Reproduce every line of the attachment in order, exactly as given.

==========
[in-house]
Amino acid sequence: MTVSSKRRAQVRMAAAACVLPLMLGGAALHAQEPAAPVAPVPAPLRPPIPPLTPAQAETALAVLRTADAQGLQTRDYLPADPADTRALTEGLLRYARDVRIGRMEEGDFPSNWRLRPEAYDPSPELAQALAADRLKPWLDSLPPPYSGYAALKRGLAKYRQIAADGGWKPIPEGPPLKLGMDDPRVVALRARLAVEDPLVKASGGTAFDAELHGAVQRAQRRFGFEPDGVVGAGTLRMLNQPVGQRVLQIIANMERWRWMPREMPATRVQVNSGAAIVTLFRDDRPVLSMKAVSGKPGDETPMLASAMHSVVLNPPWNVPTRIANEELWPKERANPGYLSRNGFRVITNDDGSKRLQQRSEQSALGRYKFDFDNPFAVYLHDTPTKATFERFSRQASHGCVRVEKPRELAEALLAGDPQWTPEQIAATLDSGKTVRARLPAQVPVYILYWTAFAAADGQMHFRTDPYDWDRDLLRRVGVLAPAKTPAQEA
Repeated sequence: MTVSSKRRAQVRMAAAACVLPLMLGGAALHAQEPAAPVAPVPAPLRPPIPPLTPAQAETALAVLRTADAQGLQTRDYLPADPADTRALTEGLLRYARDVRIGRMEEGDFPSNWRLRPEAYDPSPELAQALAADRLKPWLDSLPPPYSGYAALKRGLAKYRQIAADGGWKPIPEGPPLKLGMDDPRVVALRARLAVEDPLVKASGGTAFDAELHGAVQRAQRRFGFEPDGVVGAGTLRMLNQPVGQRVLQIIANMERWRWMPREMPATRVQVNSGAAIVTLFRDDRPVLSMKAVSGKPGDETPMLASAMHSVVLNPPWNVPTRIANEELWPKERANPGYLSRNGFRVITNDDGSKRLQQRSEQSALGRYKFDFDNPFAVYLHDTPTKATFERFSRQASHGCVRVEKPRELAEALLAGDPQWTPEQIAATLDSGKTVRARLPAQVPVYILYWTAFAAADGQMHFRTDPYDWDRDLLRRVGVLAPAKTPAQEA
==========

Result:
[in-house]
Amino acid sequence: MTVSSKRRAQVRMAAAACVLPLMLGGAALHAQEPAAPVAPVPAPLRPPIPPLTPAQAETALAVLRTADAQGLQTRDYLPADPADTRALTEGLLRYARDVRIGRMEEGDFPSNWRLRPEAYDPSPELAQALAADRLKPWLDSLPPPYSGYAALKRGLAKYRQIAADGGWKPIPEGPPLKLGMDDPRVVALRARLAVEDPLVKASGGTAFDAELHGAVQRAQRRFGFEPDGVVGAGTLRMLNQPVGQRVLQIIANMERWRWMPREMPATRVQVNSGAAIVTLFRDDRPVLSMKAVSGKPGDETPMLASAMHSVVLNPPWNVPTRIANEELWPKERANPGYLSRNGFRVITNDDGSKRLQQRSEQSALGRYKFDFDNPFAVYLHDTPTKATFERFSRQASHGCVRVEKPRELAEALLAGDPQWTPEQIAATLDSGKTVRARLPAQVPVYILYWTAFAAADGQMHFRTDPYDWDRDLLRRVGVLAPAKTPAQEA
Repeated sequence: MTVSSKRRAQVRMAAAACVLPLMLGGAALHAQEPAAPVAPVPAPLRPPIPPLTPAQAETALAVLRTADAQGLQTRDYLPADPADTRALTEGLLRYARDVRIGRMEEGDFPSNWRLRPEAYDPSPELAQALAADRLKPWLDSLPPPYSGYAALKRGLAKYRQIAADGGWKPIPEGPPLKLGMDDPRVVALRARLAVEDPLVKASGGTAFDAELHGAVQRAQRRFGFEPDGVVGAGTLRMLNQPVGQRVLQIIANMERWRWMPREMPATRVQVNSGAAIVTLFRDDRPVLSMKAVSGKPGDETPMLASAMHSVVLNPPWNVPTRIANEELWPKERANPGYLSRNGFRVITNDDGSKRLQQRSEQSALGRYKFDFDNPFAVYLHDTPTKATFERFSRQASHGCVRVEKPRELAEALLAGDPQWTPEQIAATLDSGKTVRARLPAQVPVYILYWTAFAAADGQMHFRTDPYDWDRDLLRRVGVLAPAKTPAQEA